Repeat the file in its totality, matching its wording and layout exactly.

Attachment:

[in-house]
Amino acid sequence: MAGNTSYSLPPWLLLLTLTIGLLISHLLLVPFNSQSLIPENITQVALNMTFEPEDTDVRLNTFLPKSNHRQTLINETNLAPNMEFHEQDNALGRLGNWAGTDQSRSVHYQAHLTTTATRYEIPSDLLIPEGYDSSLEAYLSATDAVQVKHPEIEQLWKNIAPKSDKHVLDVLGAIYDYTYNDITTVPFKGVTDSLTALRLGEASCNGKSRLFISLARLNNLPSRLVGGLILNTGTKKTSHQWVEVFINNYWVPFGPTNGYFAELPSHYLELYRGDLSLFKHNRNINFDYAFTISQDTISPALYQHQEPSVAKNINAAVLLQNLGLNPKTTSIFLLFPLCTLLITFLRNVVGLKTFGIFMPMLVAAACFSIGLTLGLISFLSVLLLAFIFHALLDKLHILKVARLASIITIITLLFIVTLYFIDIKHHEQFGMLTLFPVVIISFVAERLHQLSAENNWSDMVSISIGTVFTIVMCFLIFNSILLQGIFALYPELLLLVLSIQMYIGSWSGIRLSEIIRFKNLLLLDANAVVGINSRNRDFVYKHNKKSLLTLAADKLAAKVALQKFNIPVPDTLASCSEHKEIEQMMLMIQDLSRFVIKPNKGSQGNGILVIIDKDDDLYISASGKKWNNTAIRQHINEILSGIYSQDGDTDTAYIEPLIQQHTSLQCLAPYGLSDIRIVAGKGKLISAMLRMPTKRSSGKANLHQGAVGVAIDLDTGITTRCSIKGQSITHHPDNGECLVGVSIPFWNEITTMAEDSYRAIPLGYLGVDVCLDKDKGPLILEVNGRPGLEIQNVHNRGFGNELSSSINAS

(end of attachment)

[in-house]
Amino acid sequence: MAGNTSYSLPPWLLLLTLTIGLLISHLLLVPFNSQSLIPENITQVALNMTFEPEDTDVRLNTFLPKSNHRQTLINETNLAPNMEFHEQDNALGRLGNWAGTDQSRSVHYQAHLTTTATRYEIPSDLLIPEGYDSSLEAYLSATDAVQVKHPEIEQLWKNIAPKSDKHVLDVLGAIYDYTYNDITTVPFKGVTDSLTALRLGEASCNGKSRLFISLARLNNLPSRLVGGLILNTGTKKTSHQWVEVFINNYWVPFGPTNGYFAELPSHYLELYRGDLSLFKHNRNINFDYAFTISQDTISPALYQHQEPSVAKNINAAVLLQNLGLNPKTTSIFLLFPLCTLLITFLRNVVGLKTFGIFMPMLVAAACFSIGLTLGLISFLSVLLLAFIFHALLDKLHILKVARLASIITIITLLFIVTLYFIDIKHHEQFGMLTLFPVVIISFVAERLHQLSAENNWSDMVSISIGTVFTIVMCFLIFNSILLQGIFALYPELLLLVLSIQMYIGSWSGIRLSEIIRFKNLLLLDANAVVGINSRNRDFVYKHNKKSLLTLAADKLAAKVALQKFNIPVPDTLASCSEHKEIEQMMLMIQDLSRFVIKPNKGSQGNGILVIIDKDDDLYISASGKKWNNTAIRQHINEILSGIYSQDGDTDTAYIEPLIQQHTSLQCLAPYGLSDIRIVAGKGKLISAMLRMPTKRSSGKANLHQGAVGVAIDLDTGITTRCSIKGQSITHHPDNGECLVGVSIPFWNEITTMAEDSYRAIPLGYLGVDVCLDKDKGPLILEVNGRPGLEIQNVHNRGFGNELSSSINAS